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11 of 11 people found the following review helpful By David Kudler on October 28, 2003
Format: Paperback
Like all of Ursula LeGuin's novels--and especially her Earthsea series, which Amazon justly calls one of the two great fantasy series of the twentieth century (along with The Lord of the Rings)--this wonderful short novel is about something far more than the magic wielded by her characters or the dragons who fly on that other wind. Like all of the Earthsea stories (which include five novels and a collection of novellas), this book appears to be about Ged, the archmage who is known by his common name, Sparrowhawk; yet like all but the first, this book is actually focused on the journey of another character entirely. Alder, a simple village spellcaster, has lost his beloved wife. In his grief and against his will, he has found himself searching for her across the wall that marks the boundry between the living and the dead--the wall that only wizards can cross. In his struggles to come to peace, he journeys to Ged, as do Tehanu, a scarred young woman, and Tenar, the one-time priestess whom Ged rescued long ago and who has been attempting to live happily ever after. Also along for the ride is Lebannen, the young king, who is attempting to live up to the promise of his long-prophesied assumption of the throne. There are small moments of beauty and great moments of the sublime. Throughout, LeGuin explores the human fascination with and fear of death; she holds it up and looks at its different facets in the light like an archeologist studying the various sides of an ancient amulet.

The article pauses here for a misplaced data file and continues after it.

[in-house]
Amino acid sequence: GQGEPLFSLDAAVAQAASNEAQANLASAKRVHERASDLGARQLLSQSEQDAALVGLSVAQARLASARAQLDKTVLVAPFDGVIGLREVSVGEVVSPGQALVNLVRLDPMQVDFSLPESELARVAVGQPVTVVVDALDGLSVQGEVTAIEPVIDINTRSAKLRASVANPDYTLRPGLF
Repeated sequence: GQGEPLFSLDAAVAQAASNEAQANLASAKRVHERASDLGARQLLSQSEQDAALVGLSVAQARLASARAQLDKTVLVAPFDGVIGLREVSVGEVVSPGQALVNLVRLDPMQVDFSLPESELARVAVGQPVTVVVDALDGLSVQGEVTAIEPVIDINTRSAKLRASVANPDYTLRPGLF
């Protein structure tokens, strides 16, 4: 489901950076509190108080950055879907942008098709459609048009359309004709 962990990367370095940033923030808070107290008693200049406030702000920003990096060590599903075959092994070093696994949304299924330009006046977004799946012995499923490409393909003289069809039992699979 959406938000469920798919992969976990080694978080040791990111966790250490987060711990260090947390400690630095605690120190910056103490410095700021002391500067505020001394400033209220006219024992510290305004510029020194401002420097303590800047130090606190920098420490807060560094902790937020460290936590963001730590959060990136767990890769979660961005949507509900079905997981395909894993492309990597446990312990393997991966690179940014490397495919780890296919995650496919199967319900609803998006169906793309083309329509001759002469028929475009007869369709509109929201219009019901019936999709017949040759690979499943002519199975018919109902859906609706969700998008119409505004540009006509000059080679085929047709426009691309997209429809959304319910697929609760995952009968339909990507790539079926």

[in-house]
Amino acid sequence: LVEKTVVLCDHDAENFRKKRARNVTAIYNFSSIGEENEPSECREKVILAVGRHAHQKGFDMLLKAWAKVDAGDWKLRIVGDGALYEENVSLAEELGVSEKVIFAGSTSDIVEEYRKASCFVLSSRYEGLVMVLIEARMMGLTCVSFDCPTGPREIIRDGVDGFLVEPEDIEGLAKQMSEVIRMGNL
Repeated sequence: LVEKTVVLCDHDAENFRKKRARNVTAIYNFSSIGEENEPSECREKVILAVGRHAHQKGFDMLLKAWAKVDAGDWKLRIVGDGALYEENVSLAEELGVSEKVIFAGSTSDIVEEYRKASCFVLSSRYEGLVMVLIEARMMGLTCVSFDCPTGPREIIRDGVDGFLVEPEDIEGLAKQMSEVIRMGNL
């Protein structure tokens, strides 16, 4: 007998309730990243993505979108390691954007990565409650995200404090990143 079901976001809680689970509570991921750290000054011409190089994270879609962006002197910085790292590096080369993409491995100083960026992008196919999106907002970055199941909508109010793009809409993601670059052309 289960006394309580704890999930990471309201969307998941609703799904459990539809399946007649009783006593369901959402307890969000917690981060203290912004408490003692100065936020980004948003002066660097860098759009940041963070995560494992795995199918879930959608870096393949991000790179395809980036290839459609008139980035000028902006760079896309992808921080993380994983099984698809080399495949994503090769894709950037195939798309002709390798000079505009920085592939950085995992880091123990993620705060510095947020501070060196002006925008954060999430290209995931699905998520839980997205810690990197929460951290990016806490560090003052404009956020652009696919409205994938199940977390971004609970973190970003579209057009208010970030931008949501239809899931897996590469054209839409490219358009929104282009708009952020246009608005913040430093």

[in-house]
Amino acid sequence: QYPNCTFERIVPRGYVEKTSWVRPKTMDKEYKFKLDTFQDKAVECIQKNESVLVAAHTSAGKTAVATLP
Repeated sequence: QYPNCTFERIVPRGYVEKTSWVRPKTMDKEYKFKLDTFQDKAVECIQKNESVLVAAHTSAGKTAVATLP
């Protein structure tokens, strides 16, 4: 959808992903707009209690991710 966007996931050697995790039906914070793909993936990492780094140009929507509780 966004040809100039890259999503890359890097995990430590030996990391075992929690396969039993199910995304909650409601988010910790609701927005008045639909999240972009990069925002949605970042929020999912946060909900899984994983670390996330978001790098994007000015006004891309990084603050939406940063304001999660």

This is not, I think, a young person's novel--the first three Earthsea books fill that niche brilliantly.
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21 of 24 people found the following review helpful By Barry C. Chow on September 12, 2004
Format: Paperback
There is a quiet tenderness about this work--a stillness of spirit--that inspires both marvel and joy. After the plodding banality of Le Guin's previous novel "Tehanu", which all but ruined the world of Earthsea, this latest work is a resurrection.

One suspects that Le Guin wrote "Tehanu" as penance for making the first three books in the series so male-centric. The resulting novel straddled the worst of all worlds: combining insipid un-fantasy with a hectoring message that read like a sermon more than a work of speculative fiction. In "The Other Wind" she gets it right. This latest work contains themes similar to "Tehanu's", but they are shown rather than told, revealed rather than reproached. Le Guin also achieves a balance between the male and female perspectives that leaves one feeling enriched and not browbeaten. "The Other Wind" is an altogether nobler creature.

Le Guin's writing has always been in a class of its own, but here, it ages like fine wine. She writes with a poetic austerity that provokes affectionate admiration. Her characters live and move in three dimensions, and think and feel in a universe filled to overflowing with thinking and feeling.

This story is a philosophical reflection on life and death; not surprising since each book in the series was a similar reflection. But in this one, Le Guin resolves the open questions that she left unanswered in the previous works. I would have been perfectly happy with her leaving those questions unanswered--as incitements to thoughtful readers--but I am content that she has answered them, and in a way that is so complete and fulfilling, yet so totally consistent with the world of Earthsea. This work inspires metaphysical reflections, yet does not demand them.